8. Consider Your Occupation And Lifestyle Outside Of Exercise

What you do outside the gym is also vitally important.

Some days you may be active, walking or playing sport, whereas others you may be sat at your desk for 8 hours straight. Studies have shown manual jobs can cause your energy requirements to DOUBLE when compared to an office-based job.

For example, working as a waiter or in a bar could burn 1000 more calories per day than a desk job. The same applies to other manual jobs, such as manual labor etc.

Consideration of these factors is important, especially as the general guidelines for men and women is often very inaccurate. Get an accurate idea of how many calories you burn per day, then manipulate that accordingly to pinpoint your nutrition.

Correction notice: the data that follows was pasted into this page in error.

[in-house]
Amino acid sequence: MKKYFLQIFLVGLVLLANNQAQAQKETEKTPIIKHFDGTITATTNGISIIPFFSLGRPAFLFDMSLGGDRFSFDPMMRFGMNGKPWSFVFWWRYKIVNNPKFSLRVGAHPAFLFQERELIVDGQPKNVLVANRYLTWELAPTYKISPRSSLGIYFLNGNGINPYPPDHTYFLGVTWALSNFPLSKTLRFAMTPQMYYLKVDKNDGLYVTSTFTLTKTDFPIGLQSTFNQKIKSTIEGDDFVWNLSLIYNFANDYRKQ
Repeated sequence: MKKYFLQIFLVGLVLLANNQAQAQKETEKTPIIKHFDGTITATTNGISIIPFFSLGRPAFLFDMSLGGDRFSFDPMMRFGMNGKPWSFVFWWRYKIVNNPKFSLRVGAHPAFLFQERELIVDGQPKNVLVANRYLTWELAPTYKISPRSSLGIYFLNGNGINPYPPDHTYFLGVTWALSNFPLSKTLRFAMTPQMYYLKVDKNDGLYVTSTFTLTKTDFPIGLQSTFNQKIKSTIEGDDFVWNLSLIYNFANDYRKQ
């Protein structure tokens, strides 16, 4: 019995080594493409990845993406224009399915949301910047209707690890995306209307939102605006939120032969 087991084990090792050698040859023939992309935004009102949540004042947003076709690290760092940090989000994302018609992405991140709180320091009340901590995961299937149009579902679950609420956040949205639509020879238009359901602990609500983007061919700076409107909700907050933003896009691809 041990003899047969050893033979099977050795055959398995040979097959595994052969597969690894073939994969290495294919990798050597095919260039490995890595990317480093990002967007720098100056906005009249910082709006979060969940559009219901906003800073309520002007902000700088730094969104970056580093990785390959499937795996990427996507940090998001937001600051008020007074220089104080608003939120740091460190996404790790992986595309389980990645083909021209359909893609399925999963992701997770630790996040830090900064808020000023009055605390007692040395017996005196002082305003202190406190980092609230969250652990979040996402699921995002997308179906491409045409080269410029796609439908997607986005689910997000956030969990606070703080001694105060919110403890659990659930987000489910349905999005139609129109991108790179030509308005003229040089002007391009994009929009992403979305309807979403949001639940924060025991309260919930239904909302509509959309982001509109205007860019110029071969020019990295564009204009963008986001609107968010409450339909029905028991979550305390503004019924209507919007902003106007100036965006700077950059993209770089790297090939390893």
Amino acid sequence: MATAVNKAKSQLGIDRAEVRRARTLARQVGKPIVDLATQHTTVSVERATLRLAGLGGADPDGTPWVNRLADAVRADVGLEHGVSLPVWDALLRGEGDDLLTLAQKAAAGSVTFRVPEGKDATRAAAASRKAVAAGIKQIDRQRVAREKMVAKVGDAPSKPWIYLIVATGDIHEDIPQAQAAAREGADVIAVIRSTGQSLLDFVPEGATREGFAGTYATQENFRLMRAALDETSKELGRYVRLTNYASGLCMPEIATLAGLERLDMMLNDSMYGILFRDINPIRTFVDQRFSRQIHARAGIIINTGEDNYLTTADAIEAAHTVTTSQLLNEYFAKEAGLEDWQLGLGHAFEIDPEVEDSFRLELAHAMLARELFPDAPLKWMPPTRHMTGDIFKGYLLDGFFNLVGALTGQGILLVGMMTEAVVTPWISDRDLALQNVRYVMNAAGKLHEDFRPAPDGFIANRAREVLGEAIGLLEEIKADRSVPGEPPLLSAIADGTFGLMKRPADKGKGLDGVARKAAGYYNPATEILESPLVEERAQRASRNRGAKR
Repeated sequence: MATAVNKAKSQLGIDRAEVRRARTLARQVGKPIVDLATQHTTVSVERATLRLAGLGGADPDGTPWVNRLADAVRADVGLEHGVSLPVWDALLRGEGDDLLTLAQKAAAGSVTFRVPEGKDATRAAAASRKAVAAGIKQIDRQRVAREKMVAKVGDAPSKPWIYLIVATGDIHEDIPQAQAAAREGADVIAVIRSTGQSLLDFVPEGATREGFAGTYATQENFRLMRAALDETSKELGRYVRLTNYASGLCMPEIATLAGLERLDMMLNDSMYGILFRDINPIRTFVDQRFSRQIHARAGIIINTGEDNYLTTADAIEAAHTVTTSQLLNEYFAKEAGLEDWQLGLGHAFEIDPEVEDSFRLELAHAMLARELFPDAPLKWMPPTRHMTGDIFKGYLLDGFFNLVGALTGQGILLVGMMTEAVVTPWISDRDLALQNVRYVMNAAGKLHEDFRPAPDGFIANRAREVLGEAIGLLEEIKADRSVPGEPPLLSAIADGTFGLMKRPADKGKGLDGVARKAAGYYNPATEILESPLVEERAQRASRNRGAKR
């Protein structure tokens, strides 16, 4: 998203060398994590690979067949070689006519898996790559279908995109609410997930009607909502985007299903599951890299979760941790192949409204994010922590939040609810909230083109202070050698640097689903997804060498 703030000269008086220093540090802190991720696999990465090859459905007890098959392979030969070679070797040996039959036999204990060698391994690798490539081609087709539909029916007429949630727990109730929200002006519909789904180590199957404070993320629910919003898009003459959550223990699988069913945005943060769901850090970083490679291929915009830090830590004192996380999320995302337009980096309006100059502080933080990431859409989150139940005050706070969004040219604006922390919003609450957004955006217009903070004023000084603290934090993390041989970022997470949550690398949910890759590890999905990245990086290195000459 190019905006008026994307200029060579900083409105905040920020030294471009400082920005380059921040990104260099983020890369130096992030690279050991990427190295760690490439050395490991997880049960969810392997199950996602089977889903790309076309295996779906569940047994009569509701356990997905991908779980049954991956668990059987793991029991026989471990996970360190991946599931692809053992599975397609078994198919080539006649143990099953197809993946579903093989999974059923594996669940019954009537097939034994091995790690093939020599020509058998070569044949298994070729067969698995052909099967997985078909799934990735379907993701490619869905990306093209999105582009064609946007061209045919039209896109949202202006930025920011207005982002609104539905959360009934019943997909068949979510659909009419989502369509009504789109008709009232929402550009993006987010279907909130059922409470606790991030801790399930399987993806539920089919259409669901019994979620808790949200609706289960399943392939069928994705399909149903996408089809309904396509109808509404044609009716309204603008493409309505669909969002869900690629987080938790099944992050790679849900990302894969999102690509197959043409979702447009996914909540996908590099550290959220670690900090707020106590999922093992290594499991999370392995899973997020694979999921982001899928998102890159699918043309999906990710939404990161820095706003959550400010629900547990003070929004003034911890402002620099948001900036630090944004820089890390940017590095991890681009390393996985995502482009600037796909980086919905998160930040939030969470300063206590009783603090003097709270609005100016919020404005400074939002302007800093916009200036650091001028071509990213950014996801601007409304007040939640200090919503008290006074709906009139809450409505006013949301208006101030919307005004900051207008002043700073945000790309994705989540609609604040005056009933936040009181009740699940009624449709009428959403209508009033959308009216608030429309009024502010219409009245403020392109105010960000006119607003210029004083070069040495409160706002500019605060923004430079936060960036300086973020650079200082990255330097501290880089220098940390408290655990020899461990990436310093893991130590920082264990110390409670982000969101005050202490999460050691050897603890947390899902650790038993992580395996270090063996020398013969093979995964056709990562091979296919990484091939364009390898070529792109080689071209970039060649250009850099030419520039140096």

9. Consider Your Protein Intake

Although your protein intake may be a little more basic, it’s important to be eating a sufficient amount each and every day.

Based on coaching 1000s of women, I’ve noticed that over 50% of those who come to me, (many of whom are themselves personal trainers and should have an above average level of nutrition knowledge), are still undereating on protein.

Protein is key for fat loss, hormone optimization, muscle growth, recovery, reducing hunger and improving overall health.

To tailor your intake to your bodyweight, it’s fairly simple. The easiest calculation I like to use is to take your current bodyweight in pounds (lbs) and multiply it by 1 gram of protein. For example, 150lb would simply equal 150g of protein per day.

The best protein sources you should include at each meal are: all meats, fish, eggs, high protein milk, high protein yogurt, cottage cheese, whey protein powder and protein bars.